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Winter storm: Energy demand will stress the electrical, natural gas systems – Fox Business

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America's natural gas and electrical system will be put to the test in the next few days as a winter storm that's expected to cascade across the country brings heavy snowfall, ice, flooding and powerful winds. 
The National Weather Service says a tremendously impactful winter storm will continue to affect large portions of the nation late this week and going into the holiday weekend. Winter weather hazards will stretch from border to border across the central and eastern U.S. and from coast to coast from the east coast to the Pacific Northwest.
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"I think you're going to see the demand for energy in the next couple of days be the highest it's ever been in our country's history," American Gas Association CEO Karen Harbert told FOX Business. "This is a storm of consequence, and it's not isolated. If you look at the storm … it's going to affect almost the entire lower 48."
Temperatures in parts of the country have already plummeted Thursday and millions of people are already under some typ of winter weather advisory. 
"As of Thursday afternoon, nearly 280 million people in the U.S. are under some form of winter weather warning or advisory," the NWS said. The total includes nearly 150 million for wind chill warnings or advisories, 114 million for blizzard warning, 56 million for winter storm warnings and 500 thousand for ice storm warnings.
Although the system is going to be stressed like never before, Harbert said utility companies have been preparing all year for this. 
"Demand is going to be unprecedented. And they're going to try and manage that load demand very carefully," she added. 
Power line worker from New Brunswick, Canada, moves pylons by his truck in a hotel parking lot where he and dozens of out-of-state workers are staging in preparation for a major winter storm, Thursday, Dec. 22, 2022, in South Portland, Maine. High wi (AP Photo/Robert F. Bukaty / AP Images)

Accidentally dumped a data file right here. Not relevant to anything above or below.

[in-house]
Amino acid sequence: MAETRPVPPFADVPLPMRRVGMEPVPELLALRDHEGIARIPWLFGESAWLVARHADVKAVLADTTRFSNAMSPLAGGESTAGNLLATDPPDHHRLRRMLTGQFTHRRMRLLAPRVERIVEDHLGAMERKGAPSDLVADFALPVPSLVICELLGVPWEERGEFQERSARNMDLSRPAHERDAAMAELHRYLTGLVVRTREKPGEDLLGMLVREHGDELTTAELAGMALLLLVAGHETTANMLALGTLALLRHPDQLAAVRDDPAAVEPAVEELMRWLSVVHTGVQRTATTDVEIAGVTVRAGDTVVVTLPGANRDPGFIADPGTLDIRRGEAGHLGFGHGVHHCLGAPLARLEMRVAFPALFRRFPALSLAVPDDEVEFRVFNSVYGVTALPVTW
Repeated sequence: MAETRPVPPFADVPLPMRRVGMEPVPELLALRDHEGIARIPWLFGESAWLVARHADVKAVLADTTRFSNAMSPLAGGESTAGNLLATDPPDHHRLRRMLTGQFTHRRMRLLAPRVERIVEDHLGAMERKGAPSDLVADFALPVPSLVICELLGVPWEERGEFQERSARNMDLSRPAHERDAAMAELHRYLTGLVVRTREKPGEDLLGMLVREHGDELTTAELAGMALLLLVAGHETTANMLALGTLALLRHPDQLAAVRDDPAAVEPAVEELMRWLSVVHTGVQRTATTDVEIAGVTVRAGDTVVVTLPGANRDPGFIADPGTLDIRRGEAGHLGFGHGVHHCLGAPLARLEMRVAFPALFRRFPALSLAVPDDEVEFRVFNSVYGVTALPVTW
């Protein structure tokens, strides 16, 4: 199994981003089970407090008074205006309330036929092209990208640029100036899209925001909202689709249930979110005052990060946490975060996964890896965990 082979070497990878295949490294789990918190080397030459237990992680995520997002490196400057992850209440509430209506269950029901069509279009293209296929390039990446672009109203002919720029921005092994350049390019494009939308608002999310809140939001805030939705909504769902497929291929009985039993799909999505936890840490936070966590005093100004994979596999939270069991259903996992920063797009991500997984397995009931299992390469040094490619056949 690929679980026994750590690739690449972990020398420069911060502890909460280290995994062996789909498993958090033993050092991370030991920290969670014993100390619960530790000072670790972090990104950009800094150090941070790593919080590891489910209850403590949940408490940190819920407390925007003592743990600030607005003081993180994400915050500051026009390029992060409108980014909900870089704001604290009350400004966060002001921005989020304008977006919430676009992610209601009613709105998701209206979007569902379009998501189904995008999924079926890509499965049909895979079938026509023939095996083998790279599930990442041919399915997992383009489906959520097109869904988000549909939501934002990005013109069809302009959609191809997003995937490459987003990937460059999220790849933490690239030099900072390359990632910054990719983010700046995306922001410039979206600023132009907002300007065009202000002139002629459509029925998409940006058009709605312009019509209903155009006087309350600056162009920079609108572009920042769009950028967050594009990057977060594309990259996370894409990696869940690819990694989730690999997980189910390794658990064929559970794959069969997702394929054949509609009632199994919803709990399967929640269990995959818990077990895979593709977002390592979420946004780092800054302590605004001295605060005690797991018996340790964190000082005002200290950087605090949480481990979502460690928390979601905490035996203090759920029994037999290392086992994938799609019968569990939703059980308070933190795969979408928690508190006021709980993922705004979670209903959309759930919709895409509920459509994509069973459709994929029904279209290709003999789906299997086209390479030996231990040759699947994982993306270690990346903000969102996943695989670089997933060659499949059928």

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If something does happen, and the system does buckle, utility companies will work together to bring them back up.
"If something happens where you are in the Northeast, utility crews from someplace else in the country, that's not experiencing that type of outage, can be deployed to help their sister utilities," she added. 
While both the natural gas and electrical systems will be stressed, households that rely on electricity to heat their home are at greater risk because electric grid is above ground and will be exposed to the cold, snow and powerful winds. 
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Meanwhile, the natural gas system is underground and "will be somewhat insulated from some of these consequences … and can continue to provide badly needed heat in these unusually low temperatures," she said. 
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That means those households will be able to continue to heat their homes and cook for their families even if they lose electricity. It also means they will still be able to boil water in case there is a breach in the water system, not only from frozen pipes but from increased demand, Harbert said. 
Companies have also "preemptively put natural gas in storage so that they can deliver almost 50% more than what they normally do on an average day" during these trying times, according to Harbert. 
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To help the entire system, homes that rely on natural gas can preemptively lower their thermostat and lessen the demand for the entire system, so it doesn't experience a blackout or brownout, Harbert said. 
If you are an all electric customer, and you lose power, and therefore heat, there are significant consequences. 
However, if that occurs, Harbert said it's vital for consumers not to try and heat their home with their oven or bring a generator in the house. Both of those things can be extremely dangerous. Instead, homeowners should turn on their gas fireplace, if they have one, or build a fire with wood. 
When it's safe to do so, it's also important to go to a warming center. Regardless, it's always important to have a plan in place regarding if and when families should leave their home, she said. 
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